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The Tijuana morgue, overwhelmed again. The Tijuana morgue, overwhelmed again.

Homicides up again in Tijuana, overwhelming morgue

'We have too many bodies.' Morgue designed for 100 has 230

Despite a decline in homicides in Tijuana following the implementation of a new security strategy in early February, the total number of murders in the northern border city in the first four months of 2019 increased 24% compared to the same period last year – and the morgue is once again overwhelmed.

There were 633 homicides in the Baja California border city between January and April, according to the National Public Security System, compared to 481 in the first four months of 2018.

Tijuana’s morgue – equipped to store 100 bodies – is currently holding 230.

“We have too many bodies here,” morgue director César González Vaca told the newspaper Milenio.

“We’ve had very high increases year over year and we’re overwhelmed . . . Just in 2018, we had 4,300 admissions [of bodies], which by far exceeded the quantities of other years. There has been a growth in admissions of between 500 and 700 bodies every year,” he explained.

tijuana morgue
There was a surplus of bodies in the morgue a month ago. Today it’s worse.

In January, the reality faced by the morgue was shown starkly in a photograph that circulated on social media.

The disturbing image, which was compared to photos taken in Nazi extermination camps, showed a pile of naked and bloody dead bodies with their legs contorted and tangled together.

González acknowledged that the image was “chilling” but added that it was also “real.”

In addition to a shortage of space, the Tijuana morgue lacks basic materials and equipment.

“We need X-ray machines but also the most basic things: gloves, scalpels . . . chisels to open up skulls . . . stretchers, cold room equipment and especially personnel and software that helps us to [provide] attention to families that come to look for their disappeared relatives,” González said.

Long lines of people searching for their missing loved ones arrive at the morgue every day.

However, photographs and details of the bodies at the morgue aren’t stored on a computer but rather in so-called “books of death.”

The rudimentary corpse register is far from foolproof.

Photocopied photographs of Jonathan Zavala, a 25-year-old man who was murdered and dismembered by a criminal gang in June last year, were included in the “books of death” for more than seven months.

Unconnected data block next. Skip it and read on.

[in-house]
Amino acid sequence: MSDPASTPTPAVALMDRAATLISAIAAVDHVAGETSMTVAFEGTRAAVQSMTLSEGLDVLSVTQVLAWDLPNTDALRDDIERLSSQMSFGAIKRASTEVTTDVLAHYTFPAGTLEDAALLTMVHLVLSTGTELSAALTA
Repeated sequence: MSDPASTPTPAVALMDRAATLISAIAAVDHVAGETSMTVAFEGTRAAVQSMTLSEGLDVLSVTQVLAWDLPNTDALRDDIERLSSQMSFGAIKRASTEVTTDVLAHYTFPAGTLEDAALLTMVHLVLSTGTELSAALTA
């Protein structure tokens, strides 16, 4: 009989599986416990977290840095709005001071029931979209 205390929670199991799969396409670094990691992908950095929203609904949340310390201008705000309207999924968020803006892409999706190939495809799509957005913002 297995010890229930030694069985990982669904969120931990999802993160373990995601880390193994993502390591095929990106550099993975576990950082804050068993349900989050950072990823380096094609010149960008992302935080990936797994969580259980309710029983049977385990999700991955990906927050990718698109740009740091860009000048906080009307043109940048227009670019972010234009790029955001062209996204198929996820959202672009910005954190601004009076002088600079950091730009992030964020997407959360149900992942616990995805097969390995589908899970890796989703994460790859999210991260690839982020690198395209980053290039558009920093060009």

The man’s father perused the books no less than seven times but failed to identify his son.

“My son was in the photographs the whole time but they’re not clear . . . they didn’t look anything like him,” Marcos Zavala said.

He eventually found out in February that Jonathan’s remains had been buried in a common mass grave shortly after arriving at the morgue, a fate that befalls most unidentified bodies.

González explained that the haste with which unidentified bodies are buried is due in large part to the severe overcrowding at the morgue.

After finding out that his son was buried in one of more than 60 common graves in Tijuana, Marcos Zavala was determined to have his remains exhumed.

“I started asking around in funeral parlors to find out how much they’d charge me to remove him and they wanted around 50,000 pesos [US $2,600], 5,000 for each body that was above my son and another 5,000 to get him out,” he said.

Zavala said that state authorities offered to pay the exhumation expenses but ultimately failed to fulfill their promise. Once funeral costs were added, he was left 60,000 pesos out of pocket.

Still, Zavala is happy that he was finally able to locate his son and give him a proper funeral. He advised other people searching for their loved ones to “open your eyes very wide” – especially when looking through the “books of death.”

Source: Milenio (sp) 

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